ST. CLOUD, Minn. — Most North American hockey players have never visited Australia and probably only have a notion of what the weather or terrain is like in the Southern hemisphere continent.

But Zach Okabe's background and family are unique. Okabe is a 19-year-old on the St. Cloud State men's hockey team. While he was born in Japan, Okabe lived about eight years in Blaxland, Australia, and his mother, Maree, is from Ararat, Australia. Ararat is about 130 miles away from Melbourne.

Blaxland is about 40 miles west of Sydney in the Blue Mountains of southeast Australia, and both of Okabe's sisters were born in Australia. So news of more than 38,000 square miles being burned in wildfires on that continent has Okabe keeping up with the weather patterns there.

"The majority of my family is in Australia and only my grandma and my auntie live in Japan on my dad's side, but all of my cousins are in Australia," Okabe said. The Australian wildfire news "has been trending a bit more lately and it's being talked about more the last couple days. Obviously, it's really scary. Australia has been known for its wildlife.

"In my time living there, we only had to evacuate one time. But it's super scary there right now."

It is currently summer in Australia and Okabe said wildfires in the summer are pretty common. But with recent temperatures topping 100 degrees and with high winds, the fires have ravaged Australia, destroying close to 2,000 homes and killing at least 25 people, according to Weather.com.

"When it's super dry for weeks straight there, it's super hot and there's no humidity and that kind of gets the bush fires going, along with human activity," he said. "It's so dry and so hot that it spreads quicker."

Okabe is thankful that his friends and family in Australia have been able to stay out of the most dangerous areas of the fires. That should help keep him focused this weekend when the Huskies return to NCHC play with a series at fifth-ranked Denver (8:07 p.m. Friday and Saturday, NCHC.tv).

"My grandparents are not as close to the big fires, but they can notice the difference in the sky," he said. "No one we're really close to is being affected, but we have some friends that are pretty close to it.

"It rained (Monday) and that's what we needed ... You just want to them to get it under control as soon as possible."

Okabe said that his parents met on a cruise ship. His father, Nobuaki, is Japanese and played club hockey for St. Cloud State. Nobuaki and his two daughters were in Minnesota and saw Okabe play in the Mariucci Classic, which was held Dec. 28-29 in Minneapolis.

Okabe scored his first four goals in a win over second-ranked Minnesota State University-Mankato on Dec. 28 at 3M Arena at Mariucci.

"A cool rink because there's so much history at that rink and just to see me play there was one of my dad's dreams and me playing for St. Cloud was another one of his dreams," said of Nobuaki, who is a plastics engineer and is a North American representative for a Japanese company. "Me playing against the Gophers was something he never thought would be. It was so surreal and I had a pretty good tournament, which I could show my dad and sisters."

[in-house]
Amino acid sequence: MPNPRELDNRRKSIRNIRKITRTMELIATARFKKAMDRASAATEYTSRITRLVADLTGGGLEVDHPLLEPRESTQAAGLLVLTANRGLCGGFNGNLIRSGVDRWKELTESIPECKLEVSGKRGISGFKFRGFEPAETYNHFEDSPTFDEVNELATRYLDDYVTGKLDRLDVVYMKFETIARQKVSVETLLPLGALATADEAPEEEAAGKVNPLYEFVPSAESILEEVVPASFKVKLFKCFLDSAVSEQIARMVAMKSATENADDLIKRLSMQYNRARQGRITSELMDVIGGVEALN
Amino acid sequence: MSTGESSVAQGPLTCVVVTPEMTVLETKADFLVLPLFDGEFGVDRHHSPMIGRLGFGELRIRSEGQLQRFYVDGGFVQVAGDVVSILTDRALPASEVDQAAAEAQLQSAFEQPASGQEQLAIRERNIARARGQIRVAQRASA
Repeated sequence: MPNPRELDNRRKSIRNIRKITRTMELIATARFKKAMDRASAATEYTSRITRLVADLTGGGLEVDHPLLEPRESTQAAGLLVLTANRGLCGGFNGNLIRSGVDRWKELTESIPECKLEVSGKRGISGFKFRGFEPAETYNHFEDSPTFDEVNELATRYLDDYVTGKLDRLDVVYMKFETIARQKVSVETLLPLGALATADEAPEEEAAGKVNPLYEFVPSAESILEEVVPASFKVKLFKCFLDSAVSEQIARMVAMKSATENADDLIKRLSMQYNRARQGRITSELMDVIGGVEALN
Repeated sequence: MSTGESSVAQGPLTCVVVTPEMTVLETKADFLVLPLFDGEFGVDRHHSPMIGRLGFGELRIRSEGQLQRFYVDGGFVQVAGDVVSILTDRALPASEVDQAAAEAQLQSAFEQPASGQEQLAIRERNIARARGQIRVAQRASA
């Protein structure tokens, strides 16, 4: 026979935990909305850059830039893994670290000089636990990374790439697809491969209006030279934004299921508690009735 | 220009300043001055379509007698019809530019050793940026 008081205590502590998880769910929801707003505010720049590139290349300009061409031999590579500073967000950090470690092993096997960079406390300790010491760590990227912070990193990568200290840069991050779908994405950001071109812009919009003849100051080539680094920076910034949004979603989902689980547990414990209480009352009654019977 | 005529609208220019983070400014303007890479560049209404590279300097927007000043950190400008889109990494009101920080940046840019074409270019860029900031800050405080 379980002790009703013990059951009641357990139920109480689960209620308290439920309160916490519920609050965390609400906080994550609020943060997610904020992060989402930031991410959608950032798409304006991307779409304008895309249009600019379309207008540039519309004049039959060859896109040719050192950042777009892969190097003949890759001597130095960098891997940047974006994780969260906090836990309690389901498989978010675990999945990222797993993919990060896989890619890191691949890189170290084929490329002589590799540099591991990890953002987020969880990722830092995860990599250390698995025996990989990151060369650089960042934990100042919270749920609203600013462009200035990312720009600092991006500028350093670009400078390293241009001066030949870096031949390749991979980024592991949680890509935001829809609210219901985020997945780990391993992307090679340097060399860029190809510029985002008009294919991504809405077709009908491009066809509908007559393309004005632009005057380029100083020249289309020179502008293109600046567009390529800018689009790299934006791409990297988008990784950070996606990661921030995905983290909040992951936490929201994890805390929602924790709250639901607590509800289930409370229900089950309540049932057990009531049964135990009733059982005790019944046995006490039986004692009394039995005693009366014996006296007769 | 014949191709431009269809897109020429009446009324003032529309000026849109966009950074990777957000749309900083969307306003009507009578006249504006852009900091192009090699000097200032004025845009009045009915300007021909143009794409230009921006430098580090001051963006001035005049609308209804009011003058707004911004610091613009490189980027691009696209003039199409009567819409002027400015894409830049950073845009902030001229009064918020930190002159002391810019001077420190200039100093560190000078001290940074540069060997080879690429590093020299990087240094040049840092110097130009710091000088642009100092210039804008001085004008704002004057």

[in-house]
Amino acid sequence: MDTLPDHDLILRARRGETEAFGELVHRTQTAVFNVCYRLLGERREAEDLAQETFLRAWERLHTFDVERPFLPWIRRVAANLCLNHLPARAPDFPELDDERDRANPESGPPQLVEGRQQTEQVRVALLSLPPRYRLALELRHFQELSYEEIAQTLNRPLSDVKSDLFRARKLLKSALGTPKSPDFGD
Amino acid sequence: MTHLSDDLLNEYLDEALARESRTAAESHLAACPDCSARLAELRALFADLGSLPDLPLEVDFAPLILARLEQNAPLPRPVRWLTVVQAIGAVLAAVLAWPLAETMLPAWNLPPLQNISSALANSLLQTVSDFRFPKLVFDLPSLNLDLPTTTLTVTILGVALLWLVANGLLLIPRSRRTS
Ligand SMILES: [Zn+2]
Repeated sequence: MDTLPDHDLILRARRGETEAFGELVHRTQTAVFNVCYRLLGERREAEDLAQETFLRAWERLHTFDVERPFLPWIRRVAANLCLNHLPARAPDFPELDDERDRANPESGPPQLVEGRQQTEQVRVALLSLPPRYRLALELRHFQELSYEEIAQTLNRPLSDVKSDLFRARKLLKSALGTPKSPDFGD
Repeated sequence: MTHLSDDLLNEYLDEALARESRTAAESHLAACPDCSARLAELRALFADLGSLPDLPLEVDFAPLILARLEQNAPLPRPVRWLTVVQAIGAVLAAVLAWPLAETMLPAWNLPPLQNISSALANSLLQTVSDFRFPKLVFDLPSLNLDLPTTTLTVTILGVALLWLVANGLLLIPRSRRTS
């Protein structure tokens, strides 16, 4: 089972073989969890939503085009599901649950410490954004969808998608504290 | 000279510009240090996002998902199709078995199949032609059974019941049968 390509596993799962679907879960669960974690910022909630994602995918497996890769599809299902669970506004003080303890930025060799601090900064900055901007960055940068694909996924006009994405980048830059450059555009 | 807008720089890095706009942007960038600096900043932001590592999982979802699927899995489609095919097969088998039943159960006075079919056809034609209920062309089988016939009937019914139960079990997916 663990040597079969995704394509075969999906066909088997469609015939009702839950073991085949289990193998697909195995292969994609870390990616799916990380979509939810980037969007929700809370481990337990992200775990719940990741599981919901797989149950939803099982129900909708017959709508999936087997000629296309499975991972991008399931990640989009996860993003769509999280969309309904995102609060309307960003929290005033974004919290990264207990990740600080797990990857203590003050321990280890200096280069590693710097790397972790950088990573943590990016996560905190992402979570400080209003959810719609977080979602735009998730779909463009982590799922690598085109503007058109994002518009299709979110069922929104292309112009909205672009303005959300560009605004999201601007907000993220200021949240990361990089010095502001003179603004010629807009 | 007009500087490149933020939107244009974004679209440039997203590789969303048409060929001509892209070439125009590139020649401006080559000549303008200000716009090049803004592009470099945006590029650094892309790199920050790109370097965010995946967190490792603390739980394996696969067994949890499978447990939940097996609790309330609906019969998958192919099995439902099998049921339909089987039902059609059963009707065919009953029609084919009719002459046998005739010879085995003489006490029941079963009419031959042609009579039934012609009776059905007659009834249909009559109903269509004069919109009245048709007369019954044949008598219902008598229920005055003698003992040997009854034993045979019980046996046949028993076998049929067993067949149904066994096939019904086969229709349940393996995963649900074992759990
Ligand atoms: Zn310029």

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St. Cloud State forward Zach Okabe tries to steal the puck from Minnesota Gophers forward Jack Perbix during the first period of the Mariucci Classic Sunday, Dec. 29, 2019, at the 3M Arena at Mariucci in Minneapolis, Minn. Jason Wachter/The Rink Live
St. Cloud State forward Zach Okabe tries to steal the puck from Minnesota Gophers forward Jack Perbix during the first period of the Mariucci Classic Sunday, Dec. 29, 2019, at the 3M Arena at Mariucci in Minneapolis, Minn. Jason Wachter/The Rink Live

The goals ended a season-long streak without a point for Okabe, who was named NCHC Rookie of the Week for his performance. While his family now lives in Okotoks, Alberta, Okabe said that his love for hockey began in Australia.

"My dad taught me how to play hockey, we had the shooting (tarp) set up in the garage and ever since then, I loved the game," he said. "Hockey is growing super fast there (in Australia). It's not to a great level yet, but the great thing is that it's growing and developing."

Okabe's game is also developing as he adapts more to the college game after playing two seasons of junior hockey for the Grande Prairie Storm of the Alberta Junior Hockey League. Okabe, who is listed at 5-foot-8 and 170 pounds, had 53 goals and 115 points in 118 regular season games for the Storm.

"He's been playing better and better and better every weekend," said Huskies coach Brett Larson, who missed the Mariucci Classic while he was on the Team USA staff for the IIHF World Junior Championships. "It was fun to see him finally get rewarded.

"I liked that he's stuck with it. He's a natural goal scorer, who didn't have a point at Christmas. A lot of kids would have been down and maybe even getting negative and causing problems on the team. But he stayed positive and kept working to be a better all-around player. He didn't let the lack of goals totally get him down and I think that really helped him.

"What I told him was that first, I want to trust you on the ice and then the goals will come. I think he took that to heart and has been rounding out his game."

Krannila receives NCHC honor

Jami Krannila, a freshman from Nokia, Finland and the center on Okabe's line the last seven games, was named the NCHC Rookie of the Month for December. Krannila had two goals and four assists in six games to earn the honor. Krannila has seven assists and 10 points in 18 games this season.

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